Now, back to the article! These guys concluded “Antisocial personality disorder as an aetiological precursor of homicidal violence represents a serious health problem in contemporary Jamaica,” (Hickling & Walcott, 2013, p. 453)
Let’s grasp the 4 main points in the article! Quickly, 4 volunteers! Urania!
Key Point 1
Jamaica is developing in the economic, political and social arenas within the region, however crime, structural and interpersonal violence is also increasing such that Jamaica has the 3rd highest homicide rate in the world, (Hickling & Walcott, 2013, p. 456). Society has become extremely tolerant and accommodating of violence and its various forms. Violence is a huge mental health problem in Jamaica, leaving the control of intentional violence to the criminal justice system and war and group conflict are the domain of the psychiatrists, anthropologists and political scientists.
Key Point 2
The brutal plantation life and slavery legacy imposed by the British Colonial rule are the major contributors to the protracted violence experienced in the Caribbean. Hickling contends that violence originally manifested as rebellion against political, economic and racial exploitation, turned inward as tribalism and self-destruction, following the development of the Universal Adult Suffrage under the West Minister system of Parliamentary democracy in the 1940’s, (Hickling F. , 1994). There has been a systematic suppression of opportunities for the majority in the postcolonial plantation economies to maintain a large unskilled labour force, (Beckford, 1972). Violence in Jamaica has erupted in the urban inner-city garrison communities of Kingston, (Hickling & Walcott, 2013).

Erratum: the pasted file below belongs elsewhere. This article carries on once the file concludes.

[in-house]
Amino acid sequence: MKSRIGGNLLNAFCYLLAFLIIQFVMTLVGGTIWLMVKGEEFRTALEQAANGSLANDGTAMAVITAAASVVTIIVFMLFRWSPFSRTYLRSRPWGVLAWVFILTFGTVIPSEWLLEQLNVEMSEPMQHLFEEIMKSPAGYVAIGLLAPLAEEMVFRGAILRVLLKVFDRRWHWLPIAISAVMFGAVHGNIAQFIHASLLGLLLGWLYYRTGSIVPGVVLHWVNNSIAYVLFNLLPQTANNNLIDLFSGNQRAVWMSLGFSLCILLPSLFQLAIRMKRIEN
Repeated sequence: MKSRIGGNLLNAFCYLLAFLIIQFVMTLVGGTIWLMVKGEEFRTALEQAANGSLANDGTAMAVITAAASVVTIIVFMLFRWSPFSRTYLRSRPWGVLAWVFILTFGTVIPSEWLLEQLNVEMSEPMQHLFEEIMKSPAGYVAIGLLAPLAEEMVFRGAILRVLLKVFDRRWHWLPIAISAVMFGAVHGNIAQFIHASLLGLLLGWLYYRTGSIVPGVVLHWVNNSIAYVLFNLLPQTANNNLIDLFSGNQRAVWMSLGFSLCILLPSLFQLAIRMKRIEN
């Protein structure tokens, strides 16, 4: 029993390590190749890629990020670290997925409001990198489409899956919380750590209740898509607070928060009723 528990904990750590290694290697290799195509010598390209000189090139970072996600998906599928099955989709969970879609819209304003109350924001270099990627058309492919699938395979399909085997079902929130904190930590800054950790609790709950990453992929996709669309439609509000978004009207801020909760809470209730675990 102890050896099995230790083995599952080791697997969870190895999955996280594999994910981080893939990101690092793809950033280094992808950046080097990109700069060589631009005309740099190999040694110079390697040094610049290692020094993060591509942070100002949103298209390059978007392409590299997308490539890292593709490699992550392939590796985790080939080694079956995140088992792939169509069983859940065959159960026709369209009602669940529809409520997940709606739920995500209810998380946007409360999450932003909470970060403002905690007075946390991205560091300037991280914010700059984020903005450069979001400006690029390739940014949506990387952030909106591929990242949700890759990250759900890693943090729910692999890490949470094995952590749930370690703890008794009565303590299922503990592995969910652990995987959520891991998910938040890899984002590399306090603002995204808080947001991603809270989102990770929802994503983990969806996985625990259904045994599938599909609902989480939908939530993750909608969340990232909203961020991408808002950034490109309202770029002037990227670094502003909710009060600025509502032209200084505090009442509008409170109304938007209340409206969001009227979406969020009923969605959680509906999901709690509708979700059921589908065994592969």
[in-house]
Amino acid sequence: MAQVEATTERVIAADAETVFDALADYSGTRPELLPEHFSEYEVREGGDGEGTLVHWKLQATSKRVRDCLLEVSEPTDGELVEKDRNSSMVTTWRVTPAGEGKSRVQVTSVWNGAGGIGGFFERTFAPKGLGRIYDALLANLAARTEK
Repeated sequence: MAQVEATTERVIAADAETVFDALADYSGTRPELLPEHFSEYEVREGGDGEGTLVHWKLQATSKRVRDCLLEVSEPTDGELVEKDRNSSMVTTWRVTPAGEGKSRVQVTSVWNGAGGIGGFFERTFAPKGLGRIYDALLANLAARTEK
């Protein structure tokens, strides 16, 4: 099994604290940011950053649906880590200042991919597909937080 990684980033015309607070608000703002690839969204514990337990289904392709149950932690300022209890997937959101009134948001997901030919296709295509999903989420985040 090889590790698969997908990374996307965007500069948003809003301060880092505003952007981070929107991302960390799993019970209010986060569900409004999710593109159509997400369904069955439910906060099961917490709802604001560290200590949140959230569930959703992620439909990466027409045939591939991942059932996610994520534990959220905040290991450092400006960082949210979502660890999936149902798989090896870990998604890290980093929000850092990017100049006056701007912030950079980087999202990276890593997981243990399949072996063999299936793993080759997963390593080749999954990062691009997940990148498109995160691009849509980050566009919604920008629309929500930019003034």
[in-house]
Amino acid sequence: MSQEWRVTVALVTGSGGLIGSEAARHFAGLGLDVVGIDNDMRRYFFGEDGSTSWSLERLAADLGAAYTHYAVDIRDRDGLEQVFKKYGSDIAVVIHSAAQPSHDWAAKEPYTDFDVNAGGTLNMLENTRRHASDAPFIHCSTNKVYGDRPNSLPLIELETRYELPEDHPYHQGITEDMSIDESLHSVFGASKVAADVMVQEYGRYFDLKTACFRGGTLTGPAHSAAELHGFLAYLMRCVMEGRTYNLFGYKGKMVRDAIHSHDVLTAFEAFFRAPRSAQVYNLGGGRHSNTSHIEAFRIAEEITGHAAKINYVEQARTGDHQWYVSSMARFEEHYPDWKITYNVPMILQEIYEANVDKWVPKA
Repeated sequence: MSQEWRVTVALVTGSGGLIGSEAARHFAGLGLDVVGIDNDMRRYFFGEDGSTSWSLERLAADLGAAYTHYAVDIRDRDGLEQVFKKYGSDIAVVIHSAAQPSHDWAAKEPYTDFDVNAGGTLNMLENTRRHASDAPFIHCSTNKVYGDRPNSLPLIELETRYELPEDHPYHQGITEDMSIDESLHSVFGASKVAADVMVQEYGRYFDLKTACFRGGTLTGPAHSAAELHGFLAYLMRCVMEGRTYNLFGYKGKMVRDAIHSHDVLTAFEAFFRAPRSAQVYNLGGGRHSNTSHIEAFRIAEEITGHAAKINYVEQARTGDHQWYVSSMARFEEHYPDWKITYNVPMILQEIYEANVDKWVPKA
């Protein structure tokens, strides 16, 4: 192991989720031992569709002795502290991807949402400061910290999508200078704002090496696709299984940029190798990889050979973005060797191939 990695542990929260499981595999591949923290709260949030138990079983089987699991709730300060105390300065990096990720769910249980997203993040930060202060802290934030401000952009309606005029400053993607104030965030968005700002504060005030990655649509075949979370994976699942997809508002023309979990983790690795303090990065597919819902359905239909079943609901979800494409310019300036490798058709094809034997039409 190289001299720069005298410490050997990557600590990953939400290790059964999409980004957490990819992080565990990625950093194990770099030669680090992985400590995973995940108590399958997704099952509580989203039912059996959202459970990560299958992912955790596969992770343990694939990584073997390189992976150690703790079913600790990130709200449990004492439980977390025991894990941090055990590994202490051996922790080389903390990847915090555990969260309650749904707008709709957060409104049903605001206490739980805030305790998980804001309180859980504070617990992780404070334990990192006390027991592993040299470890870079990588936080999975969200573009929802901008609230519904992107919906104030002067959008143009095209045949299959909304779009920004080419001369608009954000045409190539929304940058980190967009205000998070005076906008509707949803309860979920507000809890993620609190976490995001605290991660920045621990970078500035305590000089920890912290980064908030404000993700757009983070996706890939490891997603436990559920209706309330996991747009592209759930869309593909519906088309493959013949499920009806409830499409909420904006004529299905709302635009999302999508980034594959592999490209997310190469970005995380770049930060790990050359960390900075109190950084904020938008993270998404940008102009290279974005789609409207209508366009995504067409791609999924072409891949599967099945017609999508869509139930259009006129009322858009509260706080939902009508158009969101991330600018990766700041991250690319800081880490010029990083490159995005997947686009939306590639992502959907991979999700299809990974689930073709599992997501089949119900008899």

Key Point 3
Statistically there were significantly fewer antisocial personality disorders among the rurally reared men (RRM) in comparison to inner-city garrison urban reared men (URM), (Hickling & Walcott, 2013). Most convicted murderers displayed proof of early paternal rejection; revealing more conscious and unconscious anger in response to the rejection; while expressing blame and resentment at their father’s desertion. URM received beatings with belts and straps or more severe punishments to a greater extent than RRM. The physical punishment accentuated the aggressive drive in the URM, and a greater degree of resentful rebelliousness against authority figures, (Hickling & Walcott, 2013).
Key Point 4
Overall, the (Hickling & Walcott, 2013) study revealed rural/urban differences in areas of poor socio-economic background, psychosocial patterns of behaviour, delinquency and criminal records, characteristics of capital crime (method, weapon, victim), intelligence and patterns of personality disorders. The RRM committed murders due to poor emotional control towards situations in which a single known person who threatened their personal welfare, (Hickling & Walcott, 2013, p. 457). The URM however, were persons who, by virtue of their psychological background and experiences, are committed to acts and behaviour which take the form of rebellion and attacks against the establishment, (Hickling & Walcott, 2013, p. 457).
Ok great, now that we understand the article thoroughly. How are the issues discussed in the (Hickling & Walcott, 2013) article relevant to other Caribbean countries since those issues were discussed in a Jamaican context. Any volunteers?